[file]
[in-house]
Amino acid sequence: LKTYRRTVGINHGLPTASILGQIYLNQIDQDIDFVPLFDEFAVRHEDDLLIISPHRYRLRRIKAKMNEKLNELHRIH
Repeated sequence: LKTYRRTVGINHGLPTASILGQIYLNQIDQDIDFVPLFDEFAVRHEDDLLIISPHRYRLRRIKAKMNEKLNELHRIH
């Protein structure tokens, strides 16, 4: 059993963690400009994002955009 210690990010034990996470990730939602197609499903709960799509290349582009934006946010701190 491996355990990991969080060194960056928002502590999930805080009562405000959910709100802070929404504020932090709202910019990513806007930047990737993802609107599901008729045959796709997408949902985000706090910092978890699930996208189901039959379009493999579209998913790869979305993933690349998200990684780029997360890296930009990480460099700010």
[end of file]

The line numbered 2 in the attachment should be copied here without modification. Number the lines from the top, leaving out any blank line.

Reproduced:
Amino acid sequence: LKTYRRTVGINHGLPTASILGQIYLNQIDQDIDFVPLFDEFAVRHEDDLLIISPHRYRLRRIKAKMNEKLNELHRIH